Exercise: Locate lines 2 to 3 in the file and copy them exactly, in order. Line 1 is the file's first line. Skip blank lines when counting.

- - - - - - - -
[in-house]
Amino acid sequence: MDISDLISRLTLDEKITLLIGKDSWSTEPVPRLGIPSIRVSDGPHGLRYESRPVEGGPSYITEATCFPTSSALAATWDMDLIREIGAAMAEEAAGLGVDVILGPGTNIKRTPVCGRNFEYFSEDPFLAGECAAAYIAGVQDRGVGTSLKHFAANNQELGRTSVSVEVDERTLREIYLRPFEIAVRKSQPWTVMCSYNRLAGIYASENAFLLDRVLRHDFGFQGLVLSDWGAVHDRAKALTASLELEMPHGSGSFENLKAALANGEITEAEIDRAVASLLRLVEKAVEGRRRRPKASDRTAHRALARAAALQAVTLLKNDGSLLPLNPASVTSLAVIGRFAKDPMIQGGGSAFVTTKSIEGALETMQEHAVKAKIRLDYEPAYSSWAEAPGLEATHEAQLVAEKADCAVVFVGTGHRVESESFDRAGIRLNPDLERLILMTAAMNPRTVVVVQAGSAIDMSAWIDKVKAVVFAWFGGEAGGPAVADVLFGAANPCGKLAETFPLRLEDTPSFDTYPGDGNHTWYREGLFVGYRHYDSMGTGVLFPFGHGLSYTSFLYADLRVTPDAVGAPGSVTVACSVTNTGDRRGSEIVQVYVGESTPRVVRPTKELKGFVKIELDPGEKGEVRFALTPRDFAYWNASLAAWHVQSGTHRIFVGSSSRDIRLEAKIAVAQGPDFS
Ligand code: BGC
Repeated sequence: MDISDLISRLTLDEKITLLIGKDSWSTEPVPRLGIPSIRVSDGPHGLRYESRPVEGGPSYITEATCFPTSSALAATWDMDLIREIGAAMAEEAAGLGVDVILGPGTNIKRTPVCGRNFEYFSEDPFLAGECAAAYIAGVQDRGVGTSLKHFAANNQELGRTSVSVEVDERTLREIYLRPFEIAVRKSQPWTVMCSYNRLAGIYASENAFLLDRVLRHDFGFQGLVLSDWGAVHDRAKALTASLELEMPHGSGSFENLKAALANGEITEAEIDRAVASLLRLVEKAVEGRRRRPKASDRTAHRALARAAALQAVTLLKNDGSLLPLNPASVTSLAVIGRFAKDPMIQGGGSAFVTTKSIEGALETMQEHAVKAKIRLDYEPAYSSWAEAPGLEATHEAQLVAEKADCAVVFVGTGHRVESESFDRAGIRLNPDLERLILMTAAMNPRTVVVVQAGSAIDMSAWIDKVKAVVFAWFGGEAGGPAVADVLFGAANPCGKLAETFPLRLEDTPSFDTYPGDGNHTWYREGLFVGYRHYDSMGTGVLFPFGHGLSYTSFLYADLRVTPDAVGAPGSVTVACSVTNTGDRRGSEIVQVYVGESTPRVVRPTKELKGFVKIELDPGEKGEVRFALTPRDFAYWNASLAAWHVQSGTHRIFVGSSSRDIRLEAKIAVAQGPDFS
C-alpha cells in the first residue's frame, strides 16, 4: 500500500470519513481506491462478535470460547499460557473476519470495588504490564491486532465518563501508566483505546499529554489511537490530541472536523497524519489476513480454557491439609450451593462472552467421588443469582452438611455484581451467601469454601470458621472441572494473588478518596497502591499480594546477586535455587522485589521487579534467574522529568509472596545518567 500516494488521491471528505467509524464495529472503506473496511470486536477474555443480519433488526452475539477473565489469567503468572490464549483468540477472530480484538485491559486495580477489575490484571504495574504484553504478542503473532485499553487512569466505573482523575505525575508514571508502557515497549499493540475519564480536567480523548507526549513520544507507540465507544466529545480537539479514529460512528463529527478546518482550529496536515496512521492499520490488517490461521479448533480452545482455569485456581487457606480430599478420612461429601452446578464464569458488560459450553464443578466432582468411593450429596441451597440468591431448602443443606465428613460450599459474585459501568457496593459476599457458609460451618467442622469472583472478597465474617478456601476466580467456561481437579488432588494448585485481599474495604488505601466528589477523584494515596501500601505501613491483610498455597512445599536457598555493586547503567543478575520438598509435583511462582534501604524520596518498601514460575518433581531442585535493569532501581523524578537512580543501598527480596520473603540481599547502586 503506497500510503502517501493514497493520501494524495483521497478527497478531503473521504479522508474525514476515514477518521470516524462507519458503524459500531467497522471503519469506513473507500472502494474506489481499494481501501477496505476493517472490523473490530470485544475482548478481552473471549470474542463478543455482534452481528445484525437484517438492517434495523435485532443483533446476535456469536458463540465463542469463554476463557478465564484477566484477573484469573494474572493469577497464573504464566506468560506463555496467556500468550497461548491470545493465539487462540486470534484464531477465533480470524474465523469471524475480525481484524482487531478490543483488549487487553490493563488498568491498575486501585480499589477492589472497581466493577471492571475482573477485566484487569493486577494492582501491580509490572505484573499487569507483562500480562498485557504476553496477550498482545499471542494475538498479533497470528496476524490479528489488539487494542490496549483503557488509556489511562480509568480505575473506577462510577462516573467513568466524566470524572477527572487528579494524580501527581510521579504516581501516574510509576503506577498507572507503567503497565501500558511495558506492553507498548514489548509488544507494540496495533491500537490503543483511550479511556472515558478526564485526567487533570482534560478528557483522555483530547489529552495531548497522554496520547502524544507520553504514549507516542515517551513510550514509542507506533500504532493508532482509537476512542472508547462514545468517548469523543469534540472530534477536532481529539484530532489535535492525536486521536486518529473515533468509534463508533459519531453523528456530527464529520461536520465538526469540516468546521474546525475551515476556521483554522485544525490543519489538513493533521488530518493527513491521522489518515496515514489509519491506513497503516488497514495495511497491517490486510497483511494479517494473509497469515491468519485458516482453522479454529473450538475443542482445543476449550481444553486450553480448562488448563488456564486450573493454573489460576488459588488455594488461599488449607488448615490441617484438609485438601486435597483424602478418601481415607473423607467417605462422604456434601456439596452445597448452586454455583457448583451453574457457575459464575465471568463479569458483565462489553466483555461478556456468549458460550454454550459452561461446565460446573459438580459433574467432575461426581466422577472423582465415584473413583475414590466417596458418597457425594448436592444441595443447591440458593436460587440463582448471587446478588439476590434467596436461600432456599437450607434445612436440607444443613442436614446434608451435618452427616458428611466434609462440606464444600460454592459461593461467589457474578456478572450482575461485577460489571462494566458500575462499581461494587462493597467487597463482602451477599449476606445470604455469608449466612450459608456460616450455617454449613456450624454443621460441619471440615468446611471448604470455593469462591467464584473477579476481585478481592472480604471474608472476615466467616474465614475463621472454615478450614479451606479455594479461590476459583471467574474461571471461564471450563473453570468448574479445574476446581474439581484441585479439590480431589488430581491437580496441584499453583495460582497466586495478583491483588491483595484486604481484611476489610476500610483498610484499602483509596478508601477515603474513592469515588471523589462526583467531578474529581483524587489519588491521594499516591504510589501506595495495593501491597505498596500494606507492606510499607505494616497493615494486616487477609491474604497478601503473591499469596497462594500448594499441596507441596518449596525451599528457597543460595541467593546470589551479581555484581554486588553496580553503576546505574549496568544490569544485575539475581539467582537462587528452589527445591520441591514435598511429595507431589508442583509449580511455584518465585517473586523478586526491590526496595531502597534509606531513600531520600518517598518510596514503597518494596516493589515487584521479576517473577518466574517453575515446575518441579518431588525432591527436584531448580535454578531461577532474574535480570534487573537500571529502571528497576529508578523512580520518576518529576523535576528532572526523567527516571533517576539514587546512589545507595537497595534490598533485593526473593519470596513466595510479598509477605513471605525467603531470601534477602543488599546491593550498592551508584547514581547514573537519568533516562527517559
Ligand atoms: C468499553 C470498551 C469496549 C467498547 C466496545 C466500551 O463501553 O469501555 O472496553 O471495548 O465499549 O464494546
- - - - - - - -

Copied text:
Amino acid sequence: MDISDLISRLTLDEKITLLIGKDSWSTEPVPRLGIPSIRVSDGPHGLRYESRPVEGGPSYITEATCFPTSSALAATWDMDLIREIGAAMAEEAAGLGVDVILGPGTNIKRTPVCGRNFEYFSEDPFLAGECAAAYIAGVQDRGVGTSLKHFAANNQELGRTSVSVEVDERTLREIYLRPFEIAVRKSQPWTVMCSYNRLAGIYASENAFLLDRVLRHDFGFQGLVLSDWGAVHDRAKALTASLELEMPHGSGSFENLKAALANGEITEAEIDRAVASLLRLVEKAVEGRRRRPKASDRTAHRALARAAALQAVTLLKNDGSLLPLNPASVTSLAVIGRFAKDPMIQGGGSAFVTTKSIEGALETMQEHAVKAKIRLDYEPAYSSWAEAPGLEATHEAQLVAEKADCAVVFVGTGHRVESESFDRAGIRLNPDLERLILMTAAMNPRTVVVVQAGSAIDMSAWIDKVKAVVFAWFGGEAGGPAVADVLFGAANPCGKLAETFPLRLEDTPSFDTYPGDGNHTWYREGLFVGYRHYDSMGTGVLFPFGHGLSYTSFLYADLRVTPDAVGAPGSVTVACSVTNTGDRRGSEIVQVYVGESTPRVVRPTKELKGFVKIELDPGEKGEVRFALTPRDFAYWNASLAAWHVQSGTHRIFVGSSSRDIRLEAKIAVAQGPDFS
Ligand code: BGC